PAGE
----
trevor said...

TSA was created for a purpose and after we taken for a surprise ending in disaster, something spiraled into what the entire world in the present day sees in some way, shape or form .

Better to have The TSA than have another disaster.

And, people should just stop complaining ( but start complying, with an open mind)

Anonymous said...

Yes trevor, no American citizen should ever complain about the treatment they receive at the hands of government employees. No Americsn should vote until the government tells them who to vote for. No American should stand against tyranny. No American should act like they have Constitutionally guaranteed rights.

Instead, all Americans should just comply with any rule the government comes up with, even if it's unreasonable, impractical, illegal, immoral, or unconstitutional.

Because that's how this country was started, right? The Colonists just complied with the English. And that's how minorities and women got their rights, by complying with laws that barred them from the freedoms enjoyed by the white male majority.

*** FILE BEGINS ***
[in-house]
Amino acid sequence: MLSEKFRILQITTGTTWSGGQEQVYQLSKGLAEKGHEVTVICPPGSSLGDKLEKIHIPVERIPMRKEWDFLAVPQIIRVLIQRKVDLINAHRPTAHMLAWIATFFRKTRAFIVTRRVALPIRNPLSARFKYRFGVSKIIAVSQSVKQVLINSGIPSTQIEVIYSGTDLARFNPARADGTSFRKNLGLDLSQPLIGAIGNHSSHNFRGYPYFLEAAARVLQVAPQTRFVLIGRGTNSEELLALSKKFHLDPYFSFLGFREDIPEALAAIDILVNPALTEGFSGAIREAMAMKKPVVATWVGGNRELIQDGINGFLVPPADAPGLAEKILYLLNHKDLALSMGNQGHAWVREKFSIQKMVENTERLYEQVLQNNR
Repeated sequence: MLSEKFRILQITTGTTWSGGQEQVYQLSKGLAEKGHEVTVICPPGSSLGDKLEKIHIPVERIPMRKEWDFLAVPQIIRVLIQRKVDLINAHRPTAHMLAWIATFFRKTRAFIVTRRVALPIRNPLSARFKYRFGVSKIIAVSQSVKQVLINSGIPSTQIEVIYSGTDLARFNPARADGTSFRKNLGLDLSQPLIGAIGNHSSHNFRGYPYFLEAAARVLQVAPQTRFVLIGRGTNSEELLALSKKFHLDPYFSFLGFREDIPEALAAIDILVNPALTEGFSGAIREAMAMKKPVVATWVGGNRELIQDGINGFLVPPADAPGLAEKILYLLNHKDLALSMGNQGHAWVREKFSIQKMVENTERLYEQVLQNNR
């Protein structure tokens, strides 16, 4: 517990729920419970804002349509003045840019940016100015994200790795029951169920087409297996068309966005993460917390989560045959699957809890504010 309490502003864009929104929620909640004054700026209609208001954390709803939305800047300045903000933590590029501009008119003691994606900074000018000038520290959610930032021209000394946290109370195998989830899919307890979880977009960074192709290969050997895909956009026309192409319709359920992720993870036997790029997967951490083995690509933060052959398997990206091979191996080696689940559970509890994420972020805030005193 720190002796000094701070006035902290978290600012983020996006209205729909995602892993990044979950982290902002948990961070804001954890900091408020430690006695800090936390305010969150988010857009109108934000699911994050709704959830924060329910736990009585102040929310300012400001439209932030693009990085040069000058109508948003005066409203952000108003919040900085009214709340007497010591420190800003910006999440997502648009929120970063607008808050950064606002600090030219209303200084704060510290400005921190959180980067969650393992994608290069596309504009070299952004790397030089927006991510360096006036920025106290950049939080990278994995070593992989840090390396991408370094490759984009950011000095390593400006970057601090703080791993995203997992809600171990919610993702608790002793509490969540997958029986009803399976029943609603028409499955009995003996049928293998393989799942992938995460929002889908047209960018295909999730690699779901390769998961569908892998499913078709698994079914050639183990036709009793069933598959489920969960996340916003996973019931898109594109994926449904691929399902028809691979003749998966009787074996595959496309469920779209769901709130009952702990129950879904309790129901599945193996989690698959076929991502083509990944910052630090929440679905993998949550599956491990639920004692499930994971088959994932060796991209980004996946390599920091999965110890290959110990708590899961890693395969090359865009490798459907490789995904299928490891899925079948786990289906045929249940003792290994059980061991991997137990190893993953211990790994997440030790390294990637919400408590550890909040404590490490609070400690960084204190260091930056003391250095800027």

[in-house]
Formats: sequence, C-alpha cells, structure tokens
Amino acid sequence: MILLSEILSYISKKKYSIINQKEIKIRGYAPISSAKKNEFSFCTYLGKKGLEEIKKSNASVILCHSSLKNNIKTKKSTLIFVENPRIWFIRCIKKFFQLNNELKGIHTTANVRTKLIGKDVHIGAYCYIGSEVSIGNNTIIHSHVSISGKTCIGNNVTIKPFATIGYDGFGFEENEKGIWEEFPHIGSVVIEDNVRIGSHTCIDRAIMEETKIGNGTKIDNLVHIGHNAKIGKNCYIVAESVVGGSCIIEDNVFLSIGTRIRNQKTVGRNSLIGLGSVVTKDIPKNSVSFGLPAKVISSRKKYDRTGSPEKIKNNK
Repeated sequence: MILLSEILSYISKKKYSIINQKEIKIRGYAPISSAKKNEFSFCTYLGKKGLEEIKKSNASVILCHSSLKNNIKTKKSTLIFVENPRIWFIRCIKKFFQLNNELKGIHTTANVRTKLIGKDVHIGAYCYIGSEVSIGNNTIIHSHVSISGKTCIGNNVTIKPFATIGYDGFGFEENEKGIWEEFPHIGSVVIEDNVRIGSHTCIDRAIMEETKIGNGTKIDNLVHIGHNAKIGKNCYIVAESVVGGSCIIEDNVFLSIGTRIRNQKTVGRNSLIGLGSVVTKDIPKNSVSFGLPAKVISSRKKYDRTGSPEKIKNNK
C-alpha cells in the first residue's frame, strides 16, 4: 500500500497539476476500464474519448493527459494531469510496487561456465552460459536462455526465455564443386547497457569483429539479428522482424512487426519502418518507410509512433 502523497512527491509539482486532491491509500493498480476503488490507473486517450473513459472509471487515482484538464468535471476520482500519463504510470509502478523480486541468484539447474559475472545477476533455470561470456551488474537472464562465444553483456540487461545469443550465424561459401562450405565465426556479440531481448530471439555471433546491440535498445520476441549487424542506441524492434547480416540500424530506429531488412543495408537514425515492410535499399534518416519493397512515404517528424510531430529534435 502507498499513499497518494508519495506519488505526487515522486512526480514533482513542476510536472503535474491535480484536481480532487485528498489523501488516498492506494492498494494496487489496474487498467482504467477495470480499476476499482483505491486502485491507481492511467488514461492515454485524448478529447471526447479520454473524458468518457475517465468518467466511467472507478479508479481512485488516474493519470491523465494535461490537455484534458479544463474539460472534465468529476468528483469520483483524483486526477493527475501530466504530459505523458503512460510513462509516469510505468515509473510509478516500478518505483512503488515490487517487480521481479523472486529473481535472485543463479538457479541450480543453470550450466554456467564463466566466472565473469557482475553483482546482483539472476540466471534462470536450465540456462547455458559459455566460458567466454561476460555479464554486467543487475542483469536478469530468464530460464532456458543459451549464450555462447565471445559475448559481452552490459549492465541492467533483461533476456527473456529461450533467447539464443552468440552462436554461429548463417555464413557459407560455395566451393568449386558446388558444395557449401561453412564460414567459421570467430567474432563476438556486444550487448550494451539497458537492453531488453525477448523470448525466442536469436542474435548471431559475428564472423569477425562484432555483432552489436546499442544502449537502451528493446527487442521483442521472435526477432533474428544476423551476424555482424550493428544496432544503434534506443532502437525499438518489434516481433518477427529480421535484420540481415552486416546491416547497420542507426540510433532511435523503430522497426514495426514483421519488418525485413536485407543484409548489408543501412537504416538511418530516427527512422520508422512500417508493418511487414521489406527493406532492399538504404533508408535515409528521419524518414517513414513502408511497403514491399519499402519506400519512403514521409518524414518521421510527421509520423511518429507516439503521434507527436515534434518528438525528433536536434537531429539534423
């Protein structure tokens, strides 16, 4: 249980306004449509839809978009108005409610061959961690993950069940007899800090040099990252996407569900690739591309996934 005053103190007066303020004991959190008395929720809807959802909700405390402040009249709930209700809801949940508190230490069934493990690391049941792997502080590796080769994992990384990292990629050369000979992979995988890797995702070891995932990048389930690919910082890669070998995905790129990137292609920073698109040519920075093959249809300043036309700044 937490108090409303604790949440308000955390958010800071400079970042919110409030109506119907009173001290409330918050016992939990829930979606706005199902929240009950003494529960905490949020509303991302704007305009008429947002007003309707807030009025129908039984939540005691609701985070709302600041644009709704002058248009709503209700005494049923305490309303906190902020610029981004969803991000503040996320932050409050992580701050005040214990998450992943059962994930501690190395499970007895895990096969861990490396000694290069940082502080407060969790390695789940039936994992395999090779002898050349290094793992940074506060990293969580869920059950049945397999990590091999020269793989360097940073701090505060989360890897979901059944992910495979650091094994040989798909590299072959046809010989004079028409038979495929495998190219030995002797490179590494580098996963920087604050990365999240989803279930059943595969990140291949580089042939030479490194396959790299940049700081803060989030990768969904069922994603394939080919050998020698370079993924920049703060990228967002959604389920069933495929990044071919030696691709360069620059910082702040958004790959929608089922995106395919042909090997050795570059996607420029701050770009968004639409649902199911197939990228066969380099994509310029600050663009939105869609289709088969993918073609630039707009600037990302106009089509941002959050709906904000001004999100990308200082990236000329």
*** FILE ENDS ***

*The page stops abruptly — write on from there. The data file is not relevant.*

Read a history book, please.

Anonymous said...

Why haven't you posted my comment? It followed comment specs and blog posting rules?

Anonymous said...

@trevor said, "Stop complaining and start complying."

Huh?!

That is beyond the pale in ridiculousness. Is that what you would have said to the American colonists in 1776?

Is that what you would've said to minorities and women when they demanded equal rights?

Is that what you would say to anyone who is being threatened with assault and theft?

The world does not thank you for collaborating with tyranny.

Screenshot

Comments delayed are comments denied, Bob.